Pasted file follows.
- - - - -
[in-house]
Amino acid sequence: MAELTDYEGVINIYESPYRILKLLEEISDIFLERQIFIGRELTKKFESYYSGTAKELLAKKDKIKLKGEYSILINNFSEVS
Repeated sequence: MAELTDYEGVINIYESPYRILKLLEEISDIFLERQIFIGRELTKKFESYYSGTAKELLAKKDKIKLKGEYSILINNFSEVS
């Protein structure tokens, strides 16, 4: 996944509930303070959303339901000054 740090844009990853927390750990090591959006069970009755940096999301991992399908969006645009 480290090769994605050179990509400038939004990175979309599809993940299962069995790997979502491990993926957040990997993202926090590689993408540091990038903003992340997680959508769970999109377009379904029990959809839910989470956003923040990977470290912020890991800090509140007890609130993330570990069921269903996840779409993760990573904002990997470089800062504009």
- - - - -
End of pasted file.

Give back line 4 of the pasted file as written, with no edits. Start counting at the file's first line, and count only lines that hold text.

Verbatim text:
């Protein structure tokens, strides 16, 4: 996944509930303070959303339901000054 740090844009990853927390750990090591959006069970009755940096999301991992399908969006645009 480290090769994605050179990509400038939004990175979309599809993940299962069995790997979502491990993926957040990997993202926090590689993408540091990038903003992340997680959508769970999109377009379904029990959809839910989470956003923040990977470290912020890991800090509140007890609130993330570990069921269903996840779409993760990573904002990997470089800062504009």